According to an August 2012 Enterprise Strategy Group report, 70% of organizations know or suspect their employees are using personal online file sharing accounts without formal IT approval.

I spoke with a group of CIOs at Citrix Synergy three weeks ago. They were seriously concerned about the security risks that personal file sharing solutions pose within their organizations.

Among their top security worries:

  • How do I protect corporate data and intellectual property if an employee leaves the company or loses their device?
  • How do I ensure compliance with, say, HIPAA or FINRA rules, if we can’t see how employees store and share corporate data?
  • How do I ensure that we’re honoring customer and partner contracts that require their data to be stored on-premises, in specific geographic regions, or with certain encryption standards?

Ultimately, IT needs to follow the example of iTunes and create a solution that combines elements of Standardization and Consumerization. There has to be a happy medium between those two models.

Here are some guidelines on how to square that circle:

  • For company-issued mobile devices, use mobile device management or mobile application management (MAM) software for application provisioning and application/device wiping.
  • For BYOD mobile devices, use a MAM solution to manage business apps on the device while letting the end user manage their own personal apps. That way, if the employee leaves or the device is lost, you can wipe just the corporate data from it.
  • Enterprise apps need to be updated more rapidly than IT typically considers acceptable. Remember, you’re competing with consumer apps like Facebook and Twitter; employees have higher usability expectations. If you can’t keep pace, consider using a cloud vendor to deliver your apps.
  • Different enterprises need to comply with different laws and regulations. Make sure that the software you adopt provides you with account-level preferences to allow you to tweak security settings. You need to meet your needs today, but also be able to revisit down the road, based on user feedback.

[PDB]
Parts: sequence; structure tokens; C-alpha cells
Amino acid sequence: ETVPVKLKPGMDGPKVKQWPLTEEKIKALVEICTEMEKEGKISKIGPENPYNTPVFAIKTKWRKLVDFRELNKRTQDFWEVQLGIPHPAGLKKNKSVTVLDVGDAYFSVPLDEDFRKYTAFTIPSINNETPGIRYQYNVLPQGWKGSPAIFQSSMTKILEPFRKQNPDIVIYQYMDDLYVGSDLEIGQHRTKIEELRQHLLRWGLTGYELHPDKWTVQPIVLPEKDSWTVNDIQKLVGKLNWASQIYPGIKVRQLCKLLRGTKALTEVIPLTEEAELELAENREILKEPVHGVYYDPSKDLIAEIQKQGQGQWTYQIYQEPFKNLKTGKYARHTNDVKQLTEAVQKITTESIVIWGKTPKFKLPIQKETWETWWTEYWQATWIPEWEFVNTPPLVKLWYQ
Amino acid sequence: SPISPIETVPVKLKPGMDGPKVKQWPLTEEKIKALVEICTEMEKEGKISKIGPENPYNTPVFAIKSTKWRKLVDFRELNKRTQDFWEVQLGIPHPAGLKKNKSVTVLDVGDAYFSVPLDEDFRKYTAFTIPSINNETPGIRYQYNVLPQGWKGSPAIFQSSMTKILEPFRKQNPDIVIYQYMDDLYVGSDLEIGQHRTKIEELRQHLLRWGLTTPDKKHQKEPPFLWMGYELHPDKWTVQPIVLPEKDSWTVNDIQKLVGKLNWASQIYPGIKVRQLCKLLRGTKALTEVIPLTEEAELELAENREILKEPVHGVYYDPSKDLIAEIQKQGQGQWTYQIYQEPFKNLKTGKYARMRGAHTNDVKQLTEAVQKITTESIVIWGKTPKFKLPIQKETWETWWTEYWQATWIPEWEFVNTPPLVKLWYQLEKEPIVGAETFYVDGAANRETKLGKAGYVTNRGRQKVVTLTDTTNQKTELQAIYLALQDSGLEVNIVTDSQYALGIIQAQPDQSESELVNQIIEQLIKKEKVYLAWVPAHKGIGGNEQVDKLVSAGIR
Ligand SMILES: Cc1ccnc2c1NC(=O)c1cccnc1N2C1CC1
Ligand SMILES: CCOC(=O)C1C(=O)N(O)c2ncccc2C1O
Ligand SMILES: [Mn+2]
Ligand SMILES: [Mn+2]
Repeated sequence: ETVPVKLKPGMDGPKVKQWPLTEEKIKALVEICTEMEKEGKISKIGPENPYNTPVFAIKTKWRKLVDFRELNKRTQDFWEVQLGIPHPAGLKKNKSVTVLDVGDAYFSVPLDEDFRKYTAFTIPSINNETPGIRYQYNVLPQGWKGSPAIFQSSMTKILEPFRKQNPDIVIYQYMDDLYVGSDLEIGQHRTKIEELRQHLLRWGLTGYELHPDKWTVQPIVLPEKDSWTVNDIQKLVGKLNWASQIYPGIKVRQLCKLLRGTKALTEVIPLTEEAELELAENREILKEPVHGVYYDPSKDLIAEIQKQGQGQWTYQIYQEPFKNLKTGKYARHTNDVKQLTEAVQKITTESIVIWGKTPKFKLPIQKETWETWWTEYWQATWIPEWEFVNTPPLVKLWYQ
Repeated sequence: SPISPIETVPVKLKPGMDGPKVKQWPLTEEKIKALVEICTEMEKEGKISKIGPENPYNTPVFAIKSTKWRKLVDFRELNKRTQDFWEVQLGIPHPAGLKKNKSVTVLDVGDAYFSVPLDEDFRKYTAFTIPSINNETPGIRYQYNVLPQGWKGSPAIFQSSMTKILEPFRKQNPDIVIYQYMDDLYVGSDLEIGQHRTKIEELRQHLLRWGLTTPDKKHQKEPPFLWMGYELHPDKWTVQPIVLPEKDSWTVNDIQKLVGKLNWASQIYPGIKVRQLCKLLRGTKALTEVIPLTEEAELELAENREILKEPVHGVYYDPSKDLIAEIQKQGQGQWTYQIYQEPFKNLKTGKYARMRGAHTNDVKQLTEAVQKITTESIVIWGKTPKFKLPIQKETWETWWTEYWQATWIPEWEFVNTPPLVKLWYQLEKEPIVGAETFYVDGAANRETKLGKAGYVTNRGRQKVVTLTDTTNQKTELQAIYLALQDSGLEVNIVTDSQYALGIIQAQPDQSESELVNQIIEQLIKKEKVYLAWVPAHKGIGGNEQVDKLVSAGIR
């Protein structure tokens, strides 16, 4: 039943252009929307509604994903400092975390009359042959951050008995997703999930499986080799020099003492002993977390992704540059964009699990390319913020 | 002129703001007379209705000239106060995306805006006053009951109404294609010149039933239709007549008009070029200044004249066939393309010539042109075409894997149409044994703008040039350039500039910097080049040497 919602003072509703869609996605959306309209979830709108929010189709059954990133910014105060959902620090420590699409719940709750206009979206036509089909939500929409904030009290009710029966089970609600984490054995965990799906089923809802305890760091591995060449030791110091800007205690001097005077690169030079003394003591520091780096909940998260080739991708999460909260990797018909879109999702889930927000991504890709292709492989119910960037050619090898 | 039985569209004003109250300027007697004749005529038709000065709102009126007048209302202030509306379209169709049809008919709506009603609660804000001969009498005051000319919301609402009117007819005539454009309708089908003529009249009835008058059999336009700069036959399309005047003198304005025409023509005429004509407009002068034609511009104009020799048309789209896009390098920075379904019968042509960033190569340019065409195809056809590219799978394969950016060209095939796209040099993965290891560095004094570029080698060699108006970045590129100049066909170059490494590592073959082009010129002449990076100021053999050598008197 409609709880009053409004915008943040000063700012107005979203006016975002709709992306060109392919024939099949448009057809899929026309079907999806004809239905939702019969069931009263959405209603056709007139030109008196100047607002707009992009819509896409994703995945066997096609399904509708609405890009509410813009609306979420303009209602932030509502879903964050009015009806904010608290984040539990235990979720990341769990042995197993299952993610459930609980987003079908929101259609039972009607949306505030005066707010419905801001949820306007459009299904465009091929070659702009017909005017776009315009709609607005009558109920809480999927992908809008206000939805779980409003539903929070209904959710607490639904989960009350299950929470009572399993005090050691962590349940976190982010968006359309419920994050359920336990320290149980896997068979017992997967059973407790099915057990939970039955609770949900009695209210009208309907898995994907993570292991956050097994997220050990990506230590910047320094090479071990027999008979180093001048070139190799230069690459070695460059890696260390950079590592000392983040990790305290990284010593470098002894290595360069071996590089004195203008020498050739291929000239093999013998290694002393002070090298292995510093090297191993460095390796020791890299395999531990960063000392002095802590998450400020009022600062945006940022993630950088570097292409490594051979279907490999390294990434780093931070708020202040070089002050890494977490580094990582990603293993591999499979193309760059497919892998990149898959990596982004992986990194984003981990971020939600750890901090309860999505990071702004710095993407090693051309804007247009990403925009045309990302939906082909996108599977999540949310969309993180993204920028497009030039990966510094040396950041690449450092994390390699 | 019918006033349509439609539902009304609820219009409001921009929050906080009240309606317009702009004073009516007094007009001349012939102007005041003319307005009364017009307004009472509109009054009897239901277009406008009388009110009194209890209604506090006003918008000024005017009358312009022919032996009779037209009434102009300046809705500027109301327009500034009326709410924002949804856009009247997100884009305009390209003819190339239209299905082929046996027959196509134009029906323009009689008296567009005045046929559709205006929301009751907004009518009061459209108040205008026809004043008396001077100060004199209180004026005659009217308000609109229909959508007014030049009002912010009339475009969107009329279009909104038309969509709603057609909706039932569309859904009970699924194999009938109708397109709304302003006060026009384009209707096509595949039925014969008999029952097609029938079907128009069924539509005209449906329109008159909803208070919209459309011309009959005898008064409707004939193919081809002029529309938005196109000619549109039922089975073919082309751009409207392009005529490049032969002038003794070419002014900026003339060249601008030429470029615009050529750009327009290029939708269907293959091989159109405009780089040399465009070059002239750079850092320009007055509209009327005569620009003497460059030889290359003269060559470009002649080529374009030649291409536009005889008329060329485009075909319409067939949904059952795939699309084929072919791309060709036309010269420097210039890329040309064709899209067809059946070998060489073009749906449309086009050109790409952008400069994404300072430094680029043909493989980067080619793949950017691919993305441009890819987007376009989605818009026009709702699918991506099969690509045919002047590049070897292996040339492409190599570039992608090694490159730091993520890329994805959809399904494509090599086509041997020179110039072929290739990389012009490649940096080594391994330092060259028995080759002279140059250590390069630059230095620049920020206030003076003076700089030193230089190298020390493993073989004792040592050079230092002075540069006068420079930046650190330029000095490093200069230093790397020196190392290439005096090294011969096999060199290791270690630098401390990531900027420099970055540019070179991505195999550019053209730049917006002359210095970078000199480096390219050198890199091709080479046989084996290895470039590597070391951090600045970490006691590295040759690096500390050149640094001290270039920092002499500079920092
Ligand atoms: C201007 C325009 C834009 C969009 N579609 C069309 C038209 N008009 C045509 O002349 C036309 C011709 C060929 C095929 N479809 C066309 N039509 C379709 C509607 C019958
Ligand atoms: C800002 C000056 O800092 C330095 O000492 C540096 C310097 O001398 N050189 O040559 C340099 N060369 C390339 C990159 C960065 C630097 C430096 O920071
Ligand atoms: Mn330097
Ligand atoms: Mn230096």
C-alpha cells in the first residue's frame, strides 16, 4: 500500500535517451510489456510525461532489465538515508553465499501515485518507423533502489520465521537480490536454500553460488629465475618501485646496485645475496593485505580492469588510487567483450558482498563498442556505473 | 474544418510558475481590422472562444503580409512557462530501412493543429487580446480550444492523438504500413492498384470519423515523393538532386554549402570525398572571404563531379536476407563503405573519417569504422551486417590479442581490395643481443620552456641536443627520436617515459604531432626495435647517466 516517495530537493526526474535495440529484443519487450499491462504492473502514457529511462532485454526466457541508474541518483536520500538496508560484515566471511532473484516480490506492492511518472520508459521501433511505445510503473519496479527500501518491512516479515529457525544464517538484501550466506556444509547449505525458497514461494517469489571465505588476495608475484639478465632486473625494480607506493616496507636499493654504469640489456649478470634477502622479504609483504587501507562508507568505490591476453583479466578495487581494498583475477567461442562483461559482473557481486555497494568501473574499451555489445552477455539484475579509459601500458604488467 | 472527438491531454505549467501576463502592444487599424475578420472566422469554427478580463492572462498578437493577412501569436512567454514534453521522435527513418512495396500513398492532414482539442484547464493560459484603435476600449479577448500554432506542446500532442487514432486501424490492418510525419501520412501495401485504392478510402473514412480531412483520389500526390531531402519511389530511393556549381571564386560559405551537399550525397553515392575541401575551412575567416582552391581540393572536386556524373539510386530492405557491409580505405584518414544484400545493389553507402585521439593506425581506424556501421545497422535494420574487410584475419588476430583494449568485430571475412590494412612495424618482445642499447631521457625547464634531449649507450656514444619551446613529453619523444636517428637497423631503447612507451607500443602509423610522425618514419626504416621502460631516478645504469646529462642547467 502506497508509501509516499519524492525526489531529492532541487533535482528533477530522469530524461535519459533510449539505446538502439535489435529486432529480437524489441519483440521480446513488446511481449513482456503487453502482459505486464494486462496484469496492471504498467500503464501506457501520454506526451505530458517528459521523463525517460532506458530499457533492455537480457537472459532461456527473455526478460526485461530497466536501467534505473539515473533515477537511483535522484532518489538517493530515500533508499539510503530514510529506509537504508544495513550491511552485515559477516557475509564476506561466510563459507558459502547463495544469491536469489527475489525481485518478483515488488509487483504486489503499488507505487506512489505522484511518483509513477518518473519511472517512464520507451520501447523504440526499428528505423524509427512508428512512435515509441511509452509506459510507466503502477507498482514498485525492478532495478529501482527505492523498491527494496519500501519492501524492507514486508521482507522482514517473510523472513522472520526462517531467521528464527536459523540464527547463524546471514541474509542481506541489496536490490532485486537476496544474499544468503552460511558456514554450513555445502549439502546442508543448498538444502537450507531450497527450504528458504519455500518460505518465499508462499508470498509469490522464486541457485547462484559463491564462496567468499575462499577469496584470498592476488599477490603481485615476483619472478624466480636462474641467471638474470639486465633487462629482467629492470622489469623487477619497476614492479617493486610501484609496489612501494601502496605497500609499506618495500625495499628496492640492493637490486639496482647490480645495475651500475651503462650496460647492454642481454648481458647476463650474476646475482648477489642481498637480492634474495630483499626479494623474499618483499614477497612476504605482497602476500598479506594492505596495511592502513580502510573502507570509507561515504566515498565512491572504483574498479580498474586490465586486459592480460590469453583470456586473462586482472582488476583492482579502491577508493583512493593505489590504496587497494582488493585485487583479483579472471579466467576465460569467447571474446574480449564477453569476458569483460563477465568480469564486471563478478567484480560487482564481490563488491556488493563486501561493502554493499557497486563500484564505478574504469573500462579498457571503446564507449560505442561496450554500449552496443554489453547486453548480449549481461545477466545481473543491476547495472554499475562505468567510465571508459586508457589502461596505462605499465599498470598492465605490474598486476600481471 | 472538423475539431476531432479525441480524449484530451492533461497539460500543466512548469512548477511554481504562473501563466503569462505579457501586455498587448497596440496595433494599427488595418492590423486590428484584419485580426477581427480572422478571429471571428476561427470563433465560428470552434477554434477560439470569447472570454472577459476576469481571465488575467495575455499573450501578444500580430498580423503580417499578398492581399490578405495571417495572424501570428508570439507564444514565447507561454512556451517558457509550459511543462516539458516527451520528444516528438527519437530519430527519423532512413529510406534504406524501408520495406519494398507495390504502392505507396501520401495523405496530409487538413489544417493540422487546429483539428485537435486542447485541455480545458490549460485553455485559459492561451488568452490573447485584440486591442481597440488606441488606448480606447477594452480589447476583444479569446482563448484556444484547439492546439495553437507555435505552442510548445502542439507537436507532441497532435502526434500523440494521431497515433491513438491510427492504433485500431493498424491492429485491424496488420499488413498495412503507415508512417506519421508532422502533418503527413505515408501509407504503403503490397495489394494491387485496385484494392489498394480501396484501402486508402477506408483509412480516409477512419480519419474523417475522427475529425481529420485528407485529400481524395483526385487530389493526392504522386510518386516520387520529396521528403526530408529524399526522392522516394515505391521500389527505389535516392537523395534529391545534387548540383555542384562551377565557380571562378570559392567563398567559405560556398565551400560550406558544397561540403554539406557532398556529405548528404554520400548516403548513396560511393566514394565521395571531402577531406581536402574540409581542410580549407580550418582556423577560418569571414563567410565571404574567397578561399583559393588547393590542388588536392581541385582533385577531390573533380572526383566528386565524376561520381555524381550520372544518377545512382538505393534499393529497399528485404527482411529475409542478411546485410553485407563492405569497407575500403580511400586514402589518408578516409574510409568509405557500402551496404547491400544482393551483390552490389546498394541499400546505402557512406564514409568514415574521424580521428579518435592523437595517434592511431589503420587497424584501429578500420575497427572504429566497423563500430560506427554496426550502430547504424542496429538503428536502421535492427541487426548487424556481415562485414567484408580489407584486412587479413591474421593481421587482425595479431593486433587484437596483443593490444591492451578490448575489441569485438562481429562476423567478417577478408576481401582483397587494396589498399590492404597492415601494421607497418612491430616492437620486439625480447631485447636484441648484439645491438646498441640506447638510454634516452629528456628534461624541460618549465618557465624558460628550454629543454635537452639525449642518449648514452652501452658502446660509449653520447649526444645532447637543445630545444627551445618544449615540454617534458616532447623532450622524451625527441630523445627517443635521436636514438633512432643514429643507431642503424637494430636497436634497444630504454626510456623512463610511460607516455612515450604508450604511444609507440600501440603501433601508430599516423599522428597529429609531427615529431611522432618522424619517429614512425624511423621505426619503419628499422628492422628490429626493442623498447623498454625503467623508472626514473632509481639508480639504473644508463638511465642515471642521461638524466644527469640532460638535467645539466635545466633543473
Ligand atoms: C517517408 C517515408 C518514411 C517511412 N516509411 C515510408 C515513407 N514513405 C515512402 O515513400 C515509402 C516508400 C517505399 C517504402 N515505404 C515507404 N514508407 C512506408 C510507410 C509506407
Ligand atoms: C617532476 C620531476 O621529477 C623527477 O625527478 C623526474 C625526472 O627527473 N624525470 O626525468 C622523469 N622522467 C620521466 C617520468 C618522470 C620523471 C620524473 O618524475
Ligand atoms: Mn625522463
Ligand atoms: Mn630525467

• Make sure that the new tools you adopt allow you to take advantage of existing investments, such as network shares or SharePoint.

As you evaluate the right BYOD strategy, think about Napster and the importance of creating a happy medium between security and convenience.

For more information about setting up your own BYOD policies- check out our FREE VIDEO LIBRARY at http://www.primetelecommunications.com/video-library-byod-bring-your-own-device/

Infographic: 5 Keys to Mobile Video

Incorporating mobile devices into enterprise videoconferencing requires a different strategy from implementing conference room video. Our new infographic shows the top five considerations when deploying mobile video solutions in the work place.

More than 70% of organizations are planning to get video capabilities within the next year, according to a study by Network Instruments.That rise in implementations means companies need to consider video in a way that is both cost-efficient in the short term and fits with long-term communications planning.